Zurich Insurance has offered its employees a range of benefits during lockdown, with many aimed at parents, who already benefit from a very flexible culture and equal parental leave policies.
Zurich Insurance has just announced that it is offering all its 4,500 global employees the opportunity to receive a free antibody test.
The move comes on top of a range of other Covid-related benefits, with several of them targeted at parents.
They include the ability to trade annual leave up or down. This policy has been in place for some time, but usually there is just one window a year to trade holiday. However, in the early days of lockdown managers realised that lots of people who had booked extra holiday might not need it this year while others with caring responsibilities might need more. The company opened a second window for employees to buy and sell holiday and saw a huge take-up. They intend to do it again in the next few months.
“From the start we wanted to make things as easy for people who had to balance home and work responsibilities as possible and to give people the time they need to recharge,” said Steve Collinson, Head of HR for Zurich in the UK.
To do so they made other small changes such as dropping childcare voucher contributions to one pound because people were not using them, dropping pension contributions and cancelling gym subscriptions.
Zurich also enabled employees to flex their hours around childcare responsibilities. As the insurance company already has a strong flexible working culture this was fairly straightforward. Zurich already advertises every job as available either part time, as a job share, or flexible in other ways. That move at the beginning of last year has led to a significant increase in the number of women applying and being appointed, even if they don’t actually want to do a job share. “They are not necessarily applying because they need flexibility now, but because making this bold statement about job shares shows the culture of the organisation,” says Steve.
Before lockdown 75% of staff used some form of flexible working. Since lockdown the vast majority of staff work from home, with a third saying they have been just as productive, a third saying they are less productive and a third feeling they are more productive. “Flexible working is what has got us through this crisis,” said Steve. No-one has been furloughed or forced to reduce their hours. HR managers have told line managers to discuss with their teams what works best for both them and the business. “People have found their own way through this together,” says Steve. “We couldn’t have done it without flexible working.”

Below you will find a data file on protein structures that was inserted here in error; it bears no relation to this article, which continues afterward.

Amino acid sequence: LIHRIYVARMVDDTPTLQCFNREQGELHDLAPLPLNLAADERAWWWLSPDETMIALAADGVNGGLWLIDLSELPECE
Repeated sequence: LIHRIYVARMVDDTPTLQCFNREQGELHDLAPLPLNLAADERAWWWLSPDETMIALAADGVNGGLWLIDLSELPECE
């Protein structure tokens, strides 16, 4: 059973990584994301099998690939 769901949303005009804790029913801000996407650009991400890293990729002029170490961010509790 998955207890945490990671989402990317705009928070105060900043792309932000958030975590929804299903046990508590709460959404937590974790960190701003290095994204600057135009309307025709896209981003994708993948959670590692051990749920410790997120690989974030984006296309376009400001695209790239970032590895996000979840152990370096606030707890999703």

Line managers have been supported with the switch to remote working and encouraged to think differently about how they manage people who are not physically present. There has, for instance, been a big discussion about how to make performance management evaluations fair, including for parents who might have faced particular work/life challenges. Managers have been invited to ‘workplace live’ events to find their own answers to such issues.
As lockdown has eased, Zurich has asked its employees how they want to work in the future. Eighty per cent say they want to retain some form of remote working and very few have wanted to come back to the office, although they can if they want to. Steve notes the need to appreciate different employees’ circumstances. While some employees are worried about being away from colleagues for a long time, others are worried about commuting to work. Most want to do some days from home in the future – the number of days varies according to the employee.
Steve says the challenge for HR is to get their heads around this hybrid model. He thinks it will work best if it is done informally within teams with trust at the core and some basic principles in place, such as never missing a customer call. That empowers teams to make it work. For Steve it is about opening up people’s mindsets to different possibilities. In the next few weeks Zurich will roll out the idea of different personas – whether that is a home-based, field-based, office-based or flexible personae – that people can move between.
Zurich has also recently equalised parental leave for men and women. Steve says people told him before the policy was implemented at the end of last year that most men wouldn’t take the full 16 weeks. In fact, the vast majority of dads have. “There does not seem to be a perception that it will have a negative impact on their career,” says Steve.
“We want to be the most attractive place to work for the widest group of people,” he adds, “and that is backed up by our policies.” Not only has Zurich published its gender pay gap, but also its ethnicity pay gap and it will soon publish its disability and LGBT pay gap. “We want to be really open about our culture,” says Steve.